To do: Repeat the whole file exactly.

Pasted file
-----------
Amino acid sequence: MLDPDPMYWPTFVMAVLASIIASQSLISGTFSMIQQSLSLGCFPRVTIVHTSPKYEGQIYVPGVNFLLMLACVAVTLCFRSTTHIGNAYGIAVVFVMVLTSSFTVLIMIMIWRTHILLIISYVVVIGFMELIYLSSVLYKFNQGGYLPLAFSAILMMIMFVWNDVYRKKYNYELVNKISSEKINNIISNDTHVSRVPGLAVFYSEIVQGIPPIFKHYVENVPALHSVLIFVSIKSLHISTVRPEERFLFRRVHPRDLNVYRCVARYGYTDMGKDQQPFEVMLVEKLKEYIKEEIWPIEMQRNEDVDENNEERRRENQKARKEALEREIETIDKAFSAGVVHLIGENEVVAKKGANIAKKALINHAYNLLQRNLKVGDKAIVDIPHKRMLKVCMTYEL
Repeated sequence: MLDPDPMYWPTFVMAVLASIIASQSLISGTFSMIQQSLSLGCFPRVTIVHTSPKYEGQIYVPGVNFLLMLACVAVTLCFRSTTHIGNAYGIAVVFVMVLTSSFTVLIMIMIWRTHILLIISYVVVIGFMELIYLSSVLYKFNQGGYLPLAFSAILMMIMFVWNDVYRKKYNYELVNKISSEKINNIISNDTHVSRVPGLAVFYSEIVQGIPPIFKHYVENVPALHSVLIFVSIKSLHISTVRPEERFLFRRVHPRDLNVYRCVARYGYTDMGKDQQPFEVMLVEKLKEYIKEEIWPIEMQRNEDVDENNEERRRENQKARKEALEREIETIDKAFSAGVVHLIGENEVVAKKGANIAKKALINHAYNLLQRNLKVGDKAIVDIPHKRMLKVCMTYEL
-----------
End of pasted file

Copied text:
Amino acid sequence: MLDPDPMYWPTFVMAVLASIIASQSLISGTFSMIQQSLSLGCFPRVTIVHTSPKYEGQIYVPGVNFLLMLACVAVTLCFRSTTHIGNAYGIAVVFVMVLTSSFTVLIMIMIWRTHILLIISYVVVIGFMELIYLSSVLYKFNQGGYLPLAFSAILMMIMFVWNDVYRKKYNYELVNKISSEKINNIISNDTHVSRVPGLAVFYSEIVQGIPPIFKHYVENVPALHSVLIFVSIKSLHISTVRPEERFLFRRVHPRDLNVYRCVARYGYTDMGKDQQPFEVMLVEKLKEYIKEEIWPIEMQRNEDVDENNEERRRENQKARKEALEREIETIDKAFSAGVVHLIGENEVVAKKGANIAKKALINHAYNLLQRNLKVGDKAIVDIPHKRMLKVCMTYEL
Repeated sequence: MLDPDPMYWPTFVMAVLASIIASQSLISGTFSMIQQSLSLGCFPRVTIVHTSPKYEGQIYVPGVNFLLMLACVAVTLCFRSTTHIGNAYGIAVVFVMVLTSSFTVLIMIMIWRTHILLIISYVVVIGFMELIYLSSVLYKFNQGGYLPLAFSAILMMIMFVWNDVYRKKYNYELVNKISSEKINNIISNDTHVSRVPGLAVFYSEIVQGIPPIFKHYVENVPALHSVLIFVSIKSLHISTVRPEERFLFRRVHPRDLNVYRCVARYGYTDMGKDQQPFEVMLVEKLKEYIKEEIWPIEMQRNEDVDENNEERRRENQKARKEALEREIETIDKAFSAGVVHLIGENEVVAKKGANIAKKALINHAYNLLQRNLKVGDKAIVDIPHKRMLKVCMTYEL